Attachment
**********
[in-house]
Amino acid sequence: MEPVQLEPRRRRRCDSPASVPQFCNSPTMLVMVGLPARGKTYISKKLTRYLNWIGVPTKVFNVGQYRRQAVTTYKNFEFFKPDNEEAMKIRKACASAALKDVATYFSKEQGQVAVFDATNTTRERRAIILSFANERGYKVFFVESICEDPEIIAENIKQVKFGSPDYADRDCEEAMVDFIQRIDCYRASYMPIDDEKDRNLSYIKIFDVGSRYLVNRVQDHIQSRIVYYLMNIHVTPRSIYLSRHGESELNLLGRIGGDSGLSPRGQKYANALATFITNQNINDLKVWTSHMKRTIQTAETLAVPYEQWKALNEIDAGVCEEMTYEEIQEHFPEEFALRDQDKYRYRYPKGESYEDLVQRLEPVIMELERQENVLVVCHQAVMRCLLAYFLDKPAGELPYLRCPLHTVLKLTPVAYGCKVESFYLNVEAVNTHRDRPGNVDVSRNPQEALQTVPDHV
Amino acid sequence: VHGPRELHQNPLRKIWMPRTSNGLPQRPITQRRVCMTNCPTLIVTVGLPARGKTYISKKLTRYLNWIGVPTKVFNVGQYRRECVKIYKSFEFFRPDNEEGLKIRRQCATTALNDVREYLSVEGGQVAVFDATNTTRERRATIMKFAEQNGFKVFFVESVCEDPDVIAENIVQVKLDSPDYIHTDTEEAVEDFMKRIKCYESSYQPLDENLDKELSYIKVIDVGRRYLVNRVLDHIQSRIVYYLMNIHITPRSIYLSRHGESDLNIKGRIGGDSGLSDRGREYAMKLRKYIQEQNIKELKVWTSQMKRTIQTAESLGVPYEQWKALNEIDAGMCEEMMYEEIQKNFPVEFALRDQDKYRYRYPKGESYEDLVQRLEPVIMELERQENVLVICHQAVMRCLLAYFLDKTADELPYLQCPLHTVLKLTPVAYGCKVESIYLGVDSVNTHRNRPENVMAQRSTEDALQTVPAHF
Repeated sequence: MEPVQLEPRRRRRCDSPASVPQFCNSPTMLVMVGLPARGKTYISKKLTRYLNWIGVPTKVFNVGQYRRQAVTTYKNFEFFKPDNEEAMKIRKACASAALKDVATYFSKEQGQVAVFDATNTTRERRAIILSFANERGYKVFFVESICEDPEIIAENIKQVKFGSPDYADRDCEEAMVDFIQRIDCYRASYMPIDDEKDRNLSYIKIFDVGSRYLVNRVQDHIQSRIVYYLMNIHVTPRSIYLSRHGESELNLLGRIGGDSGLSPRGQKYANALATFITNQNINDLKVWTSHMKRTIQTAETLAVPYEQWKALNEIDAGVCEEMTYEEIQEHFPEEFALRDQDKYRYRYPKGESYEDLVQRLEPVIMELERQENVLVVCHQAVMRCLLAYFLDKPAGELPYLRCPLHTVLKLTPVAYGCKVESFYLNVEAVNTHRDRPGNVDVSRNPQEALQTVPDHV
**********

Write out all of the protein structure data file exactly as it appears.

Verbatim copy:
[in-house]
Amino acid sequence: MEPVQLEPRRRRRCDSPASVPQFCNSPTMLVMVGLPARGKTYISKKLTRYLNWIGVPTKVFNVGQYRRQAVTTYKNFEFFKPDNEEAMKIRKACASAALKDVATYFSKEQGQVAVFDATNTTRERRAIILSFANERGYKVFFVESICEDPEIIAENIKQVKFGSPDYADRDCEEAMVDFIQRIDCYRASYMPIDDEKDRNLSYIKIFDVGSRYLVNRVQDHIQSRIVYYLMNIHVTPRSIYLSRHGESELNLLGRIGGDSGLSPRGQKYANALATFITNQNINDLKVWTSHMKRTIQTAETLAVPYEQWKALNEIDAGVCEEMTYEEIQEHFPEEFALRDQDKYRYRYPKGESYEDLVQRLEPVIMELERQENVLVVCHQAVMRCLLAYFLDKPAGELPYLRCPLHTVLKLTPVAYGCKVESFYLNVEAVNTHRDRPGNVDVSRNPQEALQTVPDHV
Amino acid sequence: VHGPRELHQNPLRKIWMPRTSNGLPQRPITQRRVCMTNCPTLIVTVGLPARGKTYISKKLTRYLNWIGVPTKVFNVGQYRRECVKIYKSFEFFRPDNEEGLKIRRQCATTALNDVREYLSVEGGQVAVFDATNTTRERRATIMKFAEQNGFKVFFVESVCEDPDVIAENIVQVKLDSPDYIHTDTEEAVEDFMKRIKCYESSYQPLDENLDKELSYIKVIDVGRRYLVNRVLDHIQSRIVYYLMNIHITPRSIYLSRHGESDLNIKGRIGGDSGLSDRGREYAMKLRKYIQEQNIKELKVWTSQMKRTIQTAESLGVPYEQWKALNEIDAGMCEEMMYEEIQKNFPVEFALRDQDKYRYRYPKGESYEDLVQRLEPVIMELERQENVLVICHQAVMRCLLAYFLDKTADELPYLQCPLHTVLKLTPVAYGCKVESIYLGVDSVNTHRNRPENVMAQRSTEDALQTVPAHF
Repeated sequence: MEPVQLEPRRRRRCDSPASVPQFCNSPTMLVMVGLPARGKTYISKKLTRYLNWIGVPTKVFNVGQYRRQAVTTYKNFEFFKPDNEEAMKIRKACASAALKDVATYFSKEQGQVAVFDATNTTRERRAIILSFANERGYKVFFVESICEDPEIIAENIKQVKFGSPDYADRDCEEAMVDFIQRIDCYRASYMPIDDEKDRNLSYIKIFDVGSRYLVNRVQDHIQSRIVYYLMNIHVTPRSIYLSRHGESELNLLGRIGGDSGLSPRGQKYANALATFITNQNINDLKVWTSHMKRTIQTAETLAVPYEQWKALNEIDAGVCEEMTYEEIQEHFPEEFALRDQDKYRYRYPKGESYEDLVQRLEPVIMELERQENVLVVCHQAVMRCLLAYFLDKPAGELPYLRCPLHTVLKLTPVAYGCKVESFYLNVEAVNTHRDRPGNVDVSRNPQEALQTVPDHV